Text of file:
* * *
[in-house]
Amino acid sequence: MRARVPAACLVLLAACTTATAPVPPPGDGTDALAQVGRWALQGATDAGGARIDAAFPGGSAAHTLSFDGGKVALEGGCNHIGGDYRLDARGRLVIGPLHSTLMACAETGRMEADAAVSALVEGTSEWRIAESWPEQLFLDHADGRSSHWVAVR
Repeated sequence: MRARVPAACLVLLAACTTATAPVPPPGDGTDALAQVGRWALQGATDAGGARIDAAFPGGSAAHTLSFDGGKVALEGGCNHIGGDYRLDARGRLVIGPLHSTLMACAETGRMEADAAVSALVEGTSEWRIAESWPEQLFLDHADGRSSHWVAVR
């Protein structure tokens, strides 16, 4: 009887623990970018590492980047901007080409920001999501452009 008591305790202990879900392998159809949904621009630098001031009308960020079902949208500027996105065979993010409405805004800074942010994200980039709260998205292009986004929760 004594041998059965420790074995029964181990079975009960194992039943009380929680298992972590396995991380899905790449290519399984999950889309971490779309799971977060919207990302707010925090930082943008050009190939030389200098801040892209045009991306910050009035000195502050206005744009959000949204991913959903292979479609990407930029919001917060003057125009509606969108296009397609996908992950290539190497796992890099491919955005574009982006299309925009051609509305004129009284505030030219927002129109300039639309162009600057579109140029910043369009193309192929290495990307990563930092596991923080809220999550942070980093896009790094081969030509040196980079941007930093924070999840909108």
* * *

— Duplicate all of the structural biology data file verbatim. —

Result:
[in-house]
Amino acid sequence: MRARVPAACLVLLAACTTATAPVPPPGDGTDALAQVGRWALQGATDAGGARIDAAFPGGSAAHTLSFDGGKVALEGGCNHIGGDYRLDARGRLVIGPLHSTLMACAETGRMEADAAVSALVEGTSEWRIAESWPEQLFLDHADGRSSHWVAVR
Repeated sequence: MRARVPAACLVLLAACTTATAPVPPPGDGTDALAQVGRWALQGATDAGGARIDAAFPGGSAAHTLSFDGGKVALEGGCNHIGGDYRLDARGRLVIGPLHSTLMACAETGRMEADAAVSALVEGTSEWRIAESWPEQLFLDHADGRSSHWVAVR
């Protein structure tokens, strides 16, 4: 009887623990970018590492980047901007080409920001999501452009 008591305790202990879900392998159809949904621009630098001031009308960020079902949208500027996105065979993010409405805004800074942010994200980039709260998205292009986004929760 004594041998059965420790074995029964181990079975009960194992039943009380929680298992972590396995991380899905790449290519399984999950889309971490779309799971977060919207990302707010925090930082943008050009190939030389200098801040892209045009991306910050009035000195502050206005744009959000949204991913959903292979479609990407930029919001917060003057125009509606969108296009397609996908992950290539190497796992890099491919955005574009982006299309925009051609509305004129009284505030030219927002129109300039639309162009600057579109140029910043369009193309192929290495990307990563930092596991923080809220999550942070980093896009790094081969030509040196980079941007930093924070999840909108």